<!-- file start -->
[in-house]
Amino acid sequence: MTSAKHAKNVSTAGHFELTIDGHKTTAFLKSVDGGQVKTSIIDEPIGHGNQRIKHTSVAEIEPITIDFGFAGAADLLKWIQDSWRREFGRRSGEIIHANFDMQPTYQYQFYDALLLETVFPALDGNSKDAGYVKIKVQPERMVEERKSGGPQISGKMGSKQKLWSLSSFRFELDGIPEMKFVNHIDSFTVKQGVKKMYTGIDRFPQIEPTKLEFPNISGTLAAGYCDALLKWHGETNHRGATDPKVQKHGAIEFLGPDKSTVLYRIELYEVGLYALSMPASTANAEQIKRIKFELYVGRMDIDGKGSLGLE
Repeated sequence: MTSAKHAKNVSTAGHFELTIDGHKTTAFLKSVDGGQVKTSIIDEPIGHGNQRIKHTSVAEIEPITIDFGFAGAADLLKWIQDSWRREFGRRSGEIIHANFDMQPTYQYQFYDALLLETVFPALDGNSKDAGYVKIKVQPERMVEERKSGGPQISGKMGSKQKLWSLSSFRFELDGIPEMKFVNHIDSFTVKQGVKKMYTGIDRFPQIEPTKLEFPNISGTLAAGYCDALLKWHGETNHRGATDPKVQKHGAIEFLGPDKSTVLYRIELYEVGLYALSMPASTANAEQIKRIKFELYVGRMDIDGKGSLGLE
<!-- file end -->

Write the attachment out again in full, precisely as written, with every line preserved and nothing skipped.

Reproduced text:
[in-house]
Amino acid sequence: MTSAKHAKNVSTAGHFELTIDGHKTTAFLKSVDGGQVKTSIIDEPIGHGNQRIKHTSVAEIEPITIDFGFAGAADLLKWIQDSWRREFGRRSGEIIHANFDMQPTYQYQFYDALLLETVFPALDGNSKDAGYVKIKVQPERMVEERKSGGPQISGKMGSKQKLWSLSSFRFELDGIPEMKFVNHIDSFTVKQGVKKMYTGIDRFPQIEPTKLEFPNISGTLAAGYCDALLKWHGETNHRGATDPKVQKHGAIEFLGPDKSTVLYRIELYEVGLYALSMPASTANAEQIKRIKFELYVGRMDIDGKGSLGLE
Repeated sequence: MTSAKHAKNVSTAGHFELTIDGHKTTAFLKSVDGGQVKTSIIDEPIGHGNQRIKHTSVAEIEPITIDFGFAGAADLLKWIQDSWRREFGRRSGEIIHANFDMQPTYQYQFYDALLLETVFPALDGNSKDAGYVKIKVQPERMVEERKSGGPQISGKMGSKQKLWSLSSFRFELDGIPEMKFVNHIDSFTVKQGVKKMYTGIDRFPQIEPTKLEFPNISGTLAAGYCDALLKWHGETNHRGATDPKVQKHGAIEFLGPDKSTVLYRIELYEVGLYALSMPASTANAEQIKRIKFELYVGRMDIDGKGSLGLE